From The Blog

Cage-free future in the US

By Wayne Pacelle • Originally posted on The Humane Society blog

On August 19, I announced that The HSUS, the Massachusetts SPCA, the Animal Rescue League of Boston, the ASPCA, Zoo New England, and a number of other prominent organizations have launched a ballot initiative in the Bay State to stop extreme confinement of laying hens, breeding sows, and veal calves, and to ensure that any shell eggs or whole, uncooked cuts of pork or veal sold in the state do not come from extreme confinement either. It’s part of our move to end the era of extreme confinement and to advance a vision for agriculture that is more humane and sustainable, with a basic standard being observed that animals raised for food at least be able to lie down, stand up, turn around, and freely extend their limbs. In short, the future of animal agriculture is a cage-free one.

I’m very confident about our prospects of succeeding for three primary reasons.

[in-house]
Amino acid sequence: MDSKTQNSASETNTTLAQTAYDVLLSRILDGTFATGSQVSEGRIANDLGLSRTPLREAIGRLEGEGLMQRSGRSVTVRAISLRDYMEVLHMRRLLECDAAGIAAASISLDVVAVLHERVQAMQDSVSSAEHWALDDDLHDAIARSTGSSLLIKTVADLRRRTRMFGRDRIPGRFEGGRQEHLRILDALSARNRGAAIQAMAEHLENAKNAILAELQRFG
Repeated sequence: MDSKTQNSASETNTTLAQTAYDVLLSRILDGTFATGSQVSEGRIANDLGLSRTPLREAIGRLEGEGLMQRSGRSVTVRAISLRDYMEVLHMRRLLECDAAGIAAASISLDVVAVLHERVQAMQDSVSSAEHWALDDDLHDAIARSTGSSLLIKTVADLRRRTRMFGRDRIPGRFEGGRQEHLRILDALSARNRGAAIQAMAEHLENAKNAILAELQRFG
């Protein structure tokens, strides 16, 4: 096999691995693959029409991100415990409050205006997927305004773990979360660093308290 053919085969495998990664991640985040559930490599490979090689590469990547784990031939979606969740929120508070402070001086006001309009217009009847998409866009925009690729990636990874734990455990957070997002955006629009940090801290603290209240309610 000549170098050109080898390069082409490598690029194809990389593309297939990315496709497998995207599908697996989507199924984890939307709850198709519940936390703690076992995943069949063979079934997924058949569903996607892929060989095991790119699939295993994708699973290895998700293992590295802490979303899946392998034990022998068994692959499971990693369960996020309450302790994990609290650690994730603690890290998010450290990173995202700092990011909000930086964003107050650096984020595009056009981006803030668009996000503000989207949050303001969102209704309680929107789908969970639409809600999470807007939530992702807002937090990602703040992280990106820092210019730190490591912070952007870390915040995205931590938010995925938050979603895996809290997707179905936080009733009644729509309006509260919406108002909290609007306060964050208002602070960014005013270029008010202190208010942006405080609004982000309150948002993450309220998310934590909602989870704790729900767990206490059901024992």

Turkey bacon

Once again, a widely distributed meat product is being recalled. Kraft Heinz Foods announced it is recalling approximately 2,068,467 pounds of turkey bacon products that may be “adulterated” because they may spoil before the “Best When Used By” date.

The explanation seems a little disingenuous to those of us who cover meat production since meat is usually “adulterated” to keep it from spoiling, like in the following well-established practices.

(Editor’s note: According to the Federal Meat Inspection Act, meat is considered “adulterated” if  “… it bears or contains any poisonous or deleterious substance which may render it injurious to health …” The word “deleterious” means to cause harm or damage.)

Beet juice boosts cognitive function

By Sayer Ji • Originally published on

Could beet juice provide you a brain boost superior to coffee or tea?

Recently, Deanna Minich, PhD, founder of Food and Spirit, brought to my attention an amazing new study on beets and their role in promoting cognitive health. She summarized the study as follows:

One recent study in 40 healthy people showed that they were able to better perform on cognitive tests 90 minutes after drinking 450 mL beetroot juice compared with placebo (apple/blackcurrant juice, which is low in nitrates). What I really like about this study is that brain performance can be improved fairly rapidly in healthy people with a simple activity like drinking beetroot juice (high in dietary nitrates, which leads to more nitric oxide to open up oxygen flow in the brain).”